The fundamental underpinning of the math and costs under mandated universal care NOT paid for by the government is people who have continuously paid for insurance are now pooled with folks who previously rolled the dice on the costs of chronic ailments. There is no reward for having paid to not take the risk over a long period and we are now burdened directly with the cost of the losers. Now, historically the culture in this country is that buying insurance is an individual risk choice. Don’t buy fire insurance? If your house does not burn down, big win. Most people choose to not take that risk and if you have a mortgage the bank makes the safe choice for you because their experience is based on a pretty good proxy for the entire risk pool. It would be entirely possible to craft a system that rewarded people for their past contributions to the shared risk, but that was not done. In the name of helping the poor, the ACA has taken advantage of and done damage to those who have previously paid for insurance. We would be far better off to deal directly with ending poverty for those legally resident in the US with something like the Friedman-Moynihan-Nixon plan and allowing a choice of whether to buy insurance. Or, in addition to a F-M-N negative income tax plan we could just pay for “A and E” (accident and emergency) care from the federal level with a credit over time to the folks who previously paid for insurance and let insurance for chronic problems remain a choice. Of course the most expensive choice is universal coverage of both “A and E” and chronic problems. There is zero chance we can meet everyone’s every need until we routinely have “Star Trek” era technology, so don’t hold your breath, and plan for rationed care if you want that option. Just like phasing out the Ponzi scheme of social security, we should pay off our obligations to those with sunk cost in the prior system when we completely change the rules of the “game.” This just in from the feds: The reason exchange coverage in Vermont is so high is lack of competition. Sigh. No kidding.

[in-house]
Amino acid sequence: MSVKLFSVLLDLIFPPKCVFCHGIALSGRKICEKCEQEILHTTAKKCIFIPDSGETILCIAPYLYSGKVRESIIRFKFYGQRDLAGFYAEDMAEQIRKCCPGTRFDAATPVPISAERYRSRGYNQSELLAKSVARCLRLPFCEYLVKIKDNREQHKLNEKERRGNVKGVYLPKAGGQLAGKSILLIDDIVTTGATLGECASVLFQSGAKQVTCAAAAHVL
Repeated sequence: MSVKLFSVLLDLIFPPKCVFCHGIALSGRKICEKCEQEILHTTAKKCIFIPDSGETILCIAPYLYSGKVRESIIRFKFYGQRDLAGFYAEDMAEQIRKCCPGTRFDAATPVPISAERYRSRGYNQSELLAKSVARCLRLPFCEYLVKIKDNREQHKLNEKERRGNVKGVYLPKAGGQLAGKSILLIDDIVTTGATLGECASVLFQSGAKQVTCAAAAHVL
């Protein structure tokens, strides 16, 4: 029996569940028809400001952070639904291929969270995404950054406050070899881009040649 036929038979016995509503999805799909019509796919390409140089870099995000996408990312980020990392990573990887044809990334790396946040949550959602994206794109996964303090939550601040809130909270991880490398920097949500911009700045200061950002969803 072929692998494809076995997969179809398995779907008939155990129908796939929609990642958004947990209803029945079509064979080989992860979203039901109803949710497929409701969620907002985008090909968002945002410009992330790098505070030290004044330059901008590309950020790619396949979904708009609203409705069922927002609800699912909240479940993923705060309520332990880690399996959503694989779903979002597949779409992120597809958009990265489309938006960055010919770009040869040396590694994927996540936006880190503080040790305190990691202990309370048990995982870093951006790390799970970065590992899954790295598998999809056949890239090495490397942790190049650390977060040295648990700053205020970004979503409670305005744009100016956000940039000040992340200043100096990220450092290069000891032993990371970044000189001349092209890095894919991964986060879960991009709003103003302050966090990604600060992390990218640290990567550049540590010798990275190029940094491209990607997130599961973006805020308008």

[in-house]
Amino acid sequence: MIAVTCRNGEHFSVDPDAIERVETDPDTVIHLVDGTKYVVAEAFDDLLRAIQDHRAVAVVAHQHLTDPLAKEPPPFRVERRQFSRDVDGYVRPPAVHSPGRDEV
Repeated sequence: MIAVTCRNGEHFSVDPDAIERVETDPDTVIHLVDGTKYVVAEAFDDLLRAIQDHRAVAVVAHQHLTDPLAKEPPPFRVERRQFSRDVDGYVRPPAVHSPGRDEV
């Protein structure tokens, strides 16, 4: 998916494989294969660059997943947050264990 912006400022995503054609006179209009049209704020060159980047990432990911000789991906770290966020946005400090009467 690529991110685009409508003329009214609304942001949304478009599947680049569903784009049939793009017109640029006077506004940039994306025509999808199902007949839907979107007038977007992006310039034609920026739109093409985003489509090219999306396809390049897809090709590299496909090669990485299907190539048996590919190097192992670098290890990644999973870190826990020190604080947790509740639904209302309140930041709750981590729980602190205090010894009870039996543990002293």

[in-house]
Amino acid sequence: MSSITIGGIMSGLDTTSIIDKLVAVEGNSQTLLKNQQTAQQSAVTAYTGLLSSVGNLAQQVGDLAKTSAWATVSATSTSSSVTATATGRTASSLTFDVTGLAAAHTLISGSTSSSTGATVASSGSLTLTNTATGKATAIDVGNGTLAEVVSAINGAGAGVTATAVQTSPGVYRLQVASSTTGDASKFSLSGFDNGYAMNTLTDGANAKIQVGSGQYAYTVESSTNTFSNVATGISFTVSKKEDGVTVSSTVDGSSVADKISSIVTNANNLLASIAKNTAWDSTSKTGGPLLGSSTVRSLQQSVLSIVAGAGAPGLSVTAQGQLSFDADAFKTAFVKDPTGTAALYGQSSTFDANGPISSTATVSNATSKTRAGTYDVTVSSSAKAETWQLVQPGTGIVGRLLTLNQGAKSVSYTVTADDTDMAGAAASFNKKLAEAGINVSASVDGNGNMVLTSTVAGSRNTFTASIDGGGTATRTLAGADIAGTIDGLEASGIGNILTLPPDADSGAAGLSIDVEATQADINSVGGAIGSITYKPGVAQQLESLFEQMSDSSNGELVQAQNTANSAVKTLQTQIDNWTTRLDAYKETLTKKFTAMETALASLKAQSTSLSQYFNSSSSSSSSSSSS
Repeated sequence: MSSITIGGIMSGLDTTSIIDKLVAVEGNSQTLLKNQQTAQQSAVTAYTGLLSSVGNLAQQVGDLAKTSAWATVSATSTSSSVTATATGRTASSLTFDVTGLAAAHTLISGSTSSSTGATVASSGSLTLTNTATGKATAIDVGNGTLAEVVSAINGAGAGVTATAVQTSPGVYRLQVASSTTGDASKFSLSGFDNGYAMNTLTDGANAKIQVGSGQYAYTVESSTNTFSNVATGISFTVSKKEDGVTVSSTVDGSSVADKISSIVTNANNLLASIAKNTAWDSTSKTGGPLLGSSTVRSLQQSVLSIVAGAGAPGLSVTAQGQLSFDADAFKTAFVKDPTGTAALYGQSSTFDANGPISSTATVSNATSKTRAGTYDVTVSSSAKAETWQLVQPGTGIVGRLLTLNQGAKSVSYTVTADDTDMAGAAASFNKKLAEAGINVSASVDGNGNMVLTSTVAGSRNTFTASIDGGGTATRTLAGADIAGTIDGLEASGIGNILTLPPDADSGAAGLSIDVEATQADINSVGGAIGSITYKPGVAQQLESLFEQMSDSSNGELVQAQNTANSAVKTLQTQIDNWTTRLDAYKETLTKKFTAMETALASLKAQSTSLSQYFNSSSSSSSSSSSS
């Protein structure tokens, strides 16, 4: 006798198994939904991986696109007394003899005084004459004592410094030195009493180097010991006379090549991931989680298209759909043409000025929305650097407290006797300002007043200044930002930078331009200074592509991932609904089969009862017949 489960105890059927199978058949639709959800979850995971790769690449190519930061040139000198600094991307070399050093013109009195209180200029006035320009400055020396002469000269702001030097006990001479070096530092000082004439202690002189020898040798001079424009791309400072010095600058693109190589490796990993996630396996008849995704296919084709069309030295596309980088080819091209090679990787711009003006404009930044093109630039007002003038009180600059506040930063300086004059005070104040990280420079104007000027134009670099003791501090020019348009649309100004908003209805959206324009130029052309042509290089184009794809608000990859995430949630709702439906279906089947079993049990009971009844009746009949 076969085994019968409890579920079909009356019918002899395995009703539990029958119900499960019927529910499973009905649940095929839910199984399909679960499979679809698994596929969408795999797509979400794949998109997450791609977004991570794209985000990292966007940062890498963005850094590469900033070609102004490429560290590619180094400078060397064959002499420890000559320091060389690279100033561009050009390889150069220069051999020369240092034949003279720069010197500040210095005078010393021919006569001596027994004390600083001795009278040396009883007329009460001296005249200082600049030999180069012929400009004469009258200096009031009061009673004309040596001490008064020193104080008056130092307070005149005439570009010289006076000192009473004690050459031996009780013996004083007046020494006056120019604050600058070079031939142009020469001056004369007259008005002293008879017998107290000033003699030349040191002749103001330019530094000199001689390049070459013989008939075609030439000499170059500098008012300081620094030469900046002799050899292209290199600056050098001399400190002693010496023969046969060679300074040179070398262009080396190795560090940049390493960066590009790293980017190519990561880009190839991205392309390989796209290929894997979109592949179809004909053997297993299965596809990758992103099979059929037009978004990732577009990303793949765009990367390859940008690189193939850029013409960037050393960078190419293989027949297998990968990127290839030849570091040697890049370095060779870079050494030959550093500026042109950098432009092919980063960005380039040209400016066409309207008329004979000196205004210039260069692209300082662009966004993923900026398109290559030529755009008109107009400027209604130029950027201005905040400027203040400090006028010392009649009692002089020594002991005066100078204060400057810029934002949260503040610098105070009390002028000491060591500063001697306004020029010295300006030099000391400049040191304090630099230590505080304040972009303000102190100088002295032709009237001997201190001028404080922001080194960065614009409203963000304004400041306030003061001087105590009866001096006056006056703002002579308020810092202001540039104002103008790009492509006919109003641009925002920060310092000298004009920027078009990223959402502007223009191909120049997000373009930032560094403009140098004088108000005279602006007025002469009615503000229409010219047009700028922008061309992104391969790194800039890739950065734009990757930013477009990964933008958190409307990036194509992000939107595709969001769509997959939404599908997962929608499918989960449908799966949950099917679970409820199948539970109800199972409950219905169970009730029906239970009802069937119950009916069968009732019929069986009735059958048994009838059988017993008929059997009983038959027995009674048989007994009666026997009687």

Mark W. Farnham